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Focused ultrasound therapies could be made more affordable by 3D-printed acoustic holograms to help overcome the blood-brain barrier

Published on 15/08/22 at 10:10am

The 3D-printed acoustic hologram is used with focused ultrasound (FUS) to create a more controlled and precise opening in the blood-brain barrier for the treatment of Alzheimer’s Disease and other neurological disorders. Researchers from the Universitat Politècnica de València (UPV), the Spanish National Research Council, and Colombia University collaborated to make the device.

 

One application which uses FUS is blood-brain barrier opening.

 

Lead author Sergio Jiménez-Gambín, a postdoctoral Research Scientist in the biomedical engineering department at Colombia University, said: “There is a limitation when trying to deliver therapeutic drugs within the brain to treat neurological diseases or brain tumours because the blood-brain barrier…does not allow the drug to cross it...”

 

FUS works by focusing over 1,000 beams of soundwaves on a specific target in the body, causing a lesion through which medicine can pass. “FUS in combination with microbubbles circulating through the brain capillaries [is] a way to open the barrier in a safe and transient manner. When FUS is on, microbubbles start vibrating and this vibration expands the barrier joints, facilitating the drug to cross it,” Jiménez-Gambín continued.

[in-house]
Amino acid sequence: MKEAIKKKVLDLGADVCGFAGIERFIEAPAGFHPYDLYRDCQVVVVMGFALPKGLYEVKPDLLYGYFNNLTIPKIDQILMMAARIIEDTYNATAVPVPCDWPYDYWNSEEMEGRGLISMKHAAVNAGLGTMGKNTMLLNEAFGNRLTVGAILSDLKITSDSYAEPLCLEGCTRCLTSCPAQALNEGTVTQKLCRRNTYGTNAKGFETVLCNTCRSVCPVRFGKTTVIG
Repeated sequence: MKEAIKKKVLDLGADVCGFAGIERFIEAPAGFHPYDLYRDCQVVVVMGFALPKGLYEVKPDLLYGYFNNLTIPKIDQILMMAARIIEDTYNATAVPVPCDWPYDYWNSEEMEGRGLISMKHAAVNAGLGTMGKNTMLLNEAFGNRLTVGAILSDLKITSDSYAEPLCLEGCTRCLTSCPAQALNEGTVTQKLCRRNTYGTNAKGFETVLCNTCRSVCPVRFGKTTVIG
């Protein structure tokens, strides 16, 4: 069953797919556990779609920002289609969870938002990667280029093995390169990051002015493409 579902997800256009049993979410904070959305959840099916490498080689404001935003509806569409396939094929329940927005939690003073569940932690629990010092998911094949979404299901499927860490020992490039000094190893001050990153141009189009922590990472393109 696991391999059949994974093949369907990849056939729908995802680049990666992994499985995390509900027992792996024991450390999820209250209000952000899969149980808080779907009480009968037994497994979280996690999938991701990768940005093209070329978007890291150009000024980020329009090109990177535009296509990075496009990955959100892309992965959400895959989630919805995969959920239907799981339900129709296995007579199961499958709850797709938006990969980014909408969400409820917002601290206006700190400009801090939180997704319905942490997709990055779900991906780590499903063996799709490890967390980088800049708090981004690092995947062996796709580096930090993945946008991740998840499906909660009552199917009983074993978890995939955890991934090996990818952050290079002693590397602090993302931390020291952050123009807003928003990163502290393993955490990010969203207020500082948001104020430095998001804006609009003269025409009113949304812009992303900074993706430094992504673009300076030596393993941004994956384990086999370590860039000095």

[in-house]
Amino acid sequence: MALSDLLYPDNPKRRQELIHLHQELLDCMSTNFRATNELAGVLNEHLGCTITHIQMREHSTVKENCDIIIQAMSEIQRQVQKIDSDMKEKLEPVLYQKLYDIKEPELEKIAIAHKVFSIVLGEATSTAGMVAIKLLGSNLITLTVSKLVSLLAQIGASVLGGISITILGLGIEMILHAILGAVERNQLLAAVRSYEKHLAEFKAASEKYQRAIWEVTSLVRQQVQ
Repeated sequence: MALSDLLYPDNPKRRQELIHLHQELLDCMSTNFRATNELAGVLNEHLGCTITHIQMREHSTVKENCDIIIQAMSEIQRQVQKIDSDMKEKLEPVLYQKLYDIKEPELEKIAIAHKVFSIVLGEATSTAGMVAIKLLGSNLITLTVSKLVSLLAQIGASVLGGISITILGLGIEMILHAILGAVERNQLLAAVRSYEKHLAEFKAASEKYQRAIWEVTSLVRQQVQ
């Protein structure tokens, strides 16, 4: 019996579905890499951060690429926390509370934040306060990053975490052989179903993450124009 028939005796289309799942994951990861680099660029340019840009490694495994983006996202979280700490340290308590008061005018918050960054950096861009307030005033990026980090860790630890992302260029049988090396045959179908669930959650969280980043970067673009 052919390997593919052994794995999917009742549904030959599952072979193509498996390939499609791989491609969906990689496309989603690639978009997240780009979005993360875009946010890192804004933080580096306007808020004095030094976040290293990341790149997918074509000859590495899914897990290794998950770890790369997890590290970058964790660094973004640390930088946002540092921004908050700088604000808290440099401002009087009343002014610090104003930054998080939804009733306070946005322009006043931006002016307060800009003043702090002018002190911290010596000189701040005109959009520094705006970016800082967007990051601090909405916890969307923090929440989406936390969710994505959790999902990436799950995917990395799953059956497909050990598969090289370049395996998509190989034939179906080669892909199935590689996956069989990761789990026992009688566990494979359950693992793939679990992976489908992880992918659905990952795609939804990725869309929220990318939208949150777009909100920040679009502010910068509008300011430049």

There are two versions of FUS, with one using a single-element transducer, and the other using a multi-element transducer. While the single-element is low-cost and simple to use, it is less accurate. Jiménez-Gambín says, “When focusing ultrasound through the skull, the waves suffer a distortion and it’s difficult to control the targeted region within the brain.”

 

Multi-element transducers allow for greater control, meaning less skull distortion. However, they are high-cost, and so not affordable for most laboratories or clinical centres or hospitals.

 

The 3D-printed acoustic hologram is a device which attaches to a single-element transducer, converting it into a multi-use one due to its 100,000 columns which behave as individual emitting elements. It is low-cost to make, thus making the use of multi-element transducers more affordable.

 

“Currently, there is no available therapeutic technology to efficiently treat brain diseases that is affordable, which considerably limits the advances and improvement in developing therapeutic drugs for these neurological conditions. My research...has been demonstrated to have great potential to solve this limitation and defines a new path for the future in the biomedical field,” Jiménez-Gambín said. 

James Spargo

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